Fuji X70 Street Photography Review – Good Things Come In Small Packages

Fuji X70 Street Photography Review - Silver

Fuji’s latest compact APS-C shooter comes equipped with a 28mm (equivalent) lens, an articulated LCD and the same sensor as the X100T and delivers top of the line performance for about half the price of an X100T. We put this excellent little camera to the test as an everyday shooter on the street. Is this the Ricoh GR killer you’ve been waiting for? Hit the jump to read our Fuji X70 street photography review!

Fuji X70 Street Photography – Video Review

The Fuji X70 was released alongside the excellent X-Pro2 which got a lot of the fanfare but this little shooter is remarkable in its own right. The X70 uses the same 16MP X-Trans sensor as the X100T but trades the hybrid viewfinder for an articulated LCD screen, and is equipped with an 18.5mm (28mm equivalent) pancake lens that a lot of street shooters will love.

I took the X70 for a spin to see how it performed as a street photography camera and was pleasantly surprised in just about every way.

Fuji X70 – Good Things Come In Small Packages

Fuji X70 Street Review - Compared To X100T

The Fuji X70 uses the same sensor and processor as the X100T so you can expect similar image quality to its bigger brother. But the X70 is a compact camera through and through and there are some important differences that will matter for street photographers.

The camera is physically smaller than the X100T and when you see the two cameras side by side you can see the size difference right away. But Fuji has paid careful attention to ergonomics and button placement so usability is never really sacrificed for size. Buttons are well laid out and easy to access (with the exception of the movie record button but this is a street photography review so it really never came up during my time with the camera). Pretty much everything feels like it’s where it should be and that’s a good thing!

Fuji X70 Street Photography Review - Articularted LCDThe X70 trades Fuji’s famous hybrid viewfinder for an articulated LCD screen that works surprisingly well for street shooting. It opens up options for waist level and overhead shooting that I found myself using more than once.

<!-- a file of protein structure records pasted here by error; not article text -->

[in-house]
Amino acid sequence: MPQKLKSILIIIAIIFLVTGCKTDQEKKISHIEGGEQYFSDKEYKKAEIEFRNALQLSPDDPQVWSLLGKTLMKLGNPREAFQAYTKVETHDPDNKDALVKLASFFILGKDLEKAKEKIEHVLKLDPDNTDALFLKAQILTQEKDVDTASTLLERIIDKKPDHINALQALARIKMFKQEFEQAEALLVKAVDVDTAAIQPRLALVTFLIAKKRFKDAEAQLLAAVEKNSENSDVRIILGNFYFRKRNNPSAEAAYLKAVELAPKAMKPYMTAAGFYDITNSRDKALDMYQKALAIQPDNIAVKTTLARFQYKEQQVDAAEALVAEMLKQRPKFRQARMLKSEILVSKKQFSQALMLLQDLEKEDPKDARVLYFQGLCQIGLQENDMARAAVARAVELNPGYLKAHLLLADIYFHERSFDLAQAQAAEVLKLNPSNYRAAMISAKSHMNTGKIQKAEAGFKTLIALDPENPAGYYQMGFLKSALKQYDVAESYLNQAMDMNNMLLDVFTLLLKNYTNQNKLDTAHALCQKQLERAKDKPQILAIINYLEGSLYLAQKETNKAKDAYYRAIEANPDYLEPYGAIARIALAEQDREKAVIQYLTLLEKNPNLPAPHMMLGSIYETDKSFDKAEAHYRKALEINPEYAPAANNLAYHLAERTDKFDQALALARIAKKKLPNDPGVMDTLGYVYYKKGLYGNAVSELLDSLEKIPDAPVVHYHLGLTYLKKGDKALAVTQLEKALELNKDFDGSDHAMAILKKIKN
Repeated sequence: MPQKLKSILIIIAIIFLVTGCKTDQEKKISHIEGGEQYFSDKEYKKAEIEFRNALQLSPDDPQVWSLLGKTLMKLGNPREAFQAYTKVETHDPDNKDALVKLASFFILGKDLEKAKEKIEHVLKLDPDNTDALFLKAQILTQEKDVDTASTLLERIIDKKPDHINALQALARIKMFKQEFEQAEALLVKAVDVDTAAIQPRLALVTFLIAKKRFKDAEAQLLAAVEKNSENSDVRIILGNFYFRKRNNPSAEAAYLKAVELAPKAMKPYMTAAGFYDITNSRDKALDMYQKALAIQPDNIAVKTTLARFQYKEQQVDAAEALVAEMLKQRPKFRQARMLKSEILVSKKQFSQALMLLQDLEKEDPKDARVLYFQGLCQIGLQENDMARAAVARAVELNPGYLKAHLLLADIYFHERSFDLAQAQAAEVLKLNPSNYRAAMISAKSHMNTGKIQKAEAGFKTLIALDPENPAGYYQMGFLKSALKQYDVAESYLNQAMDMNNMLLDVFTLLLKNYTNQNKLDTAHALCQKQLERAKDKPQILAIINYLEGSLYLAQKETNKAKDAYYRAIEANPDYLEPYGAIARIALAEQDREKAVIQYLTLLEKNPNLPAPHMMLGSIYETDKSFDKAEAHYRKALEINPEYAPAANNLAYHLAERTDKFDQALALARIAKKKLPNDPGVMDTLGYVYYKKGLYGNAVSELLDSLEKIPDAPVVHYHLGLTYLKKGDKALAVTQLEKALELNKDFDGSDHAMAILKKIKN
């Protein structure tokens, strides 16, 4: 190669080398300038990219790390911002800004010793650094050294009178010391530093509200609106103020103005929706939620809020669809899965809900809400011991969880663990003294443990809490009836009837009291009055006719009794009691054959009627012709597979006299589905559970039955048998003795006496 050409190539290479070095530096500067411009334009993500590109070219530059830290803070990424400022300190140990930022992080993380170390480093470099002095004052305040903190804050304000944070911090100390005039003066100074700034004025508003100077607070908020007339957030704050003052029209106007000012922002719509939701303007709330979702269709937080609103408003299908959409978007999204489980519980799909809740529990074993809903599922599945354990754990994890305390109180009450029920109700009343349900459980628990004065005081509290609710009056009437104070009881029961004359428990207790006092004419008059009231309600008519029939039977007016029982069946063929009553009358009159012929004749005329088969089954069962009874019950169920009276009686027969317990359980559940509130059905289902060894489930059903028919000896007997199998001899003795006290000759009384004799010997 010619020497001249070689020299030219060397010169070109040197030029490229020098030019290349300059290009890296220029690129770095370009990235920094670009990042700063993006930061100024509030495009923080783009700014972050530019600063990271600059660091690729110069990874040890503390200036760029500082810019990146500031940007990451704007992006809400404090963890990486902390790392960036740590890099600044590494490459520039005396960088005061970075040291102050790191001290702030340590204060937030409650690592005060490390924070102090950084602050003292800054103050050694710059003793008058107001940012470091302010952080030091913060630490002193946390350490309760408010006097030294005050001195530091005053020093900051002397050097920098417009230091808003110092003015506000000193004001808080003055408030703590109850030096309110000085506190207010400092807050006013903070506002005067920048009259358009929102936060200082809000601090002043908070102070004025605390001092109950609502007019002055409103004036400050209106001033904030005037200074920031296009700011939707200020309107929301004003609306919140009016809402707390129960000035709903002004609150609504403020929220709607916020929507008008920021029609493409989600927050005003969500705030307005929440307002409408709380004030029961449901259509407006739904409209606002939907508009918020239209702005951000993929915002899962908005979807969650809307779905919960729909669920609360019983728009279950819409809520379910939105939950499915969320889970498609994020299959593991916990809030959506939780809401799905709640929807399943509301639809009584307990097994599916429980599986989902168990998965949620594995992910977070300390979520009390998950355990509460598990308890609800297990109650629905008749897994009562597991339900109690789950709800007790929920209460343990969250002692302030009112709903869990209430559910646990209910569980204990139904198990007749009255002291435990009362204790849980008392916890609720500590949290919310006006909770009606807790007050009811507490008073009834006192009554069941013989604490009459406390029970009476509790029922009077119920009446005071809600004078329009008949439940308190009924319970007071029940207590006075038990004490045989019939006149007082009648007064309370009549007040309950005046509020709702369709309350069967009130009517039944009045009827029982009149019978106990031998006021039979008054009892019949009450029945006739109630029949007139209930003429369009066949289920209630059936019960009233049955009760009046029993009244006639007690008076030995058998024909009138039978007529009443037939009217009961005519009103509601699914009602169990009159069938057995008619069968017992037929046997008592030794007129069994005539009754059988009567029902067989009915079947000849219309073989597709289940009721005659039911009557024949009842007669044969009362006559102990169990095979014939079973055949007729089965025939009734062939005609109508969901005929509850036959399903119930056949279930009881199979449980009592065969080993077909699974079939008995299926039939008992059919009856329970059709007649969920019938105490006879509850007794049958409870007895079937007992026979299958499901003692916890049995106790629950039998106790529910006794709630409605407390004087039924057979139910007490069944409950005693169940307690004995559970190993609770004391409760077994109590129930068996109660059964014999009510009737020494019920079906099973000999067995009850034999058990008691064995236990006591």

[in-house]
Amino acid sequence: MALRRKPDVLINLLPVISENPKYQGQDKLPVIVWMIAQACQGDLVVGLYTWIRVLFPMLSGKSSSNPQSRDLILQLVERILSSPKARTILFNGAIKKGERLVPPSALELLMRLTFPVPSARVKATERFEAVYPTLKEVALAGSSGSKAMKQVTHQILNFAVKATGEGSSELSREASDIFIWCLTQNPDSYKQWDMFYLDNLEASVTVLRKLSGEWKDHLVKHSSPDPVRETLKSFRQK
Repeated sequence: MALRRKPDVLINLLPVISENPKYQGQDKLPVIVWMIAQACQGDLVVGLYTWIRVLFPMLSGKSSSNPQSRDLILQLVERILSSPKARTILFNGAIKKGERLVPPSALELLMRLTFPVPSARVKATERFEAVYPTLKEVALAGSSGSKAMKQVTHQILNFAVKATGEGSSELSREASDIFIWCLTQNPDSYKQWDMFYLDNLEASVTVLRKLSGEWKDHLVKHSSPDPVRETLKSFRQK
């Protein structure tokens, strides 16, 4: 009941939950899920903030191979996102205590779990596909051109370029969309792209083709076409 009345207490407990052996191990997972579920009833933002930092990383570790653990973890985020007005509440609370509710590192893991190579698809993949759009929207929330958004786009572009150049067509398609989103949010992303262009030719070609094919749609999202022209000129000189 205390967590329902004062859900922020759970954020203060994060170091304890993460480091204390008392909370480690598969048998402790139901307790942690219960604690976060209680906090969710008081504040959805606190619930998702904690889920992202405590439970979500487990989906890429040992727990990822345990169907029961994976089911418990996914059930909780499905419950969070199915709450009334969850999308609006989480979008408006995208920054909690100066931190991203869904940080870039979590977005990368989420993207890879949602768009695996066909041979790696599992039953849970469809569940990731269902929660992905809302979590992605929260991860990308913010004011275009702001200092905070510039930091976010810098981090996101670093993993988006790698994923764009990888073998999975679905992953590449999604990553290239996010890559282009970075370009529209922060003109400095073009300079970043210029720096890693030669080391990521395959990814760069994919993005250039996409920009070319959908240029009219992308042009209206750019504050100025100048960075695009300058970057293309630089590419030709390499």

Now I should say that I’ve never been a fan of LCD shooting but having an articulated screen really changed my opinion when shooting on the street. I’m a tall guy so I could hold the camera at mid-chest and frame my shots while glancing down at the LCD. This put the camera right around eye level for most of my subjects (I normally have to bend down a bit for most shots so this mattered a lot for me!).

Fuji X70 Street Photography Review - VFX-21 OVFThe LCD is bright and accurate but there are times when you might prefer eye-level shooting and Fuji has you covered with the nifty little VFX-21 OVF. This adorable little wart works quite well but I found I got used to the LCD after a couple days and never really felt the need to use it. Nice to know it’s there if you need it though!

Of course, you can’t talk about the Fuji X70 without mentioning the 18.5mm (28mm equivalent) f/2.8 lens. This newly developed optic uses 7 elements in 5 groups with 2 aspherical elements to produce outstanding clarity and sharpness edge to edge. It shows a bit of corner softness wide open but anything after f/4 and this lens is stellar. And let’s face it – when I’m shooting on the street, my aperture rarely moves from f/8 so I’m good to go.

Fuji X70 Street Photography Review Lens DiagramThis lens design borrows from the X100 series of lenses and was designed from the ground up to match the Fuji X70 sensor. The out of camera results were amazing with very little distortion or vignetting. I had zero complaints about this remarkable little pancake lens and loved what I saw straight out of camera. Fuji nailed this one!

One more thing that really stands out for me is the wake from sleep time. The Fuji X70 is so damn fast! Seriously, we’re talking less than half a second to wake from sleep and be ready to shoot. My X100T can take a second and a half or longer to wake from sleep so I regularly half press the shutter to make sure it never sleeps when I’m shooting. But looks like Fuji have finally figured this one out and the X70 is super quick and ready to go when you are. What a relief!

Shooting With A 28mm Equivalent Lens

Fuji X70 Street Photography Review - Chris Farling

Photo © Chris Farling

28mm is one of the most popular focal lengths for street photography. If you think of classic shooters like Winnogrand, Gilden, Friedlander and Daido Moriyama or even modern shooters like Chris Farling – the 28mm focal length was the foundation of their visual style.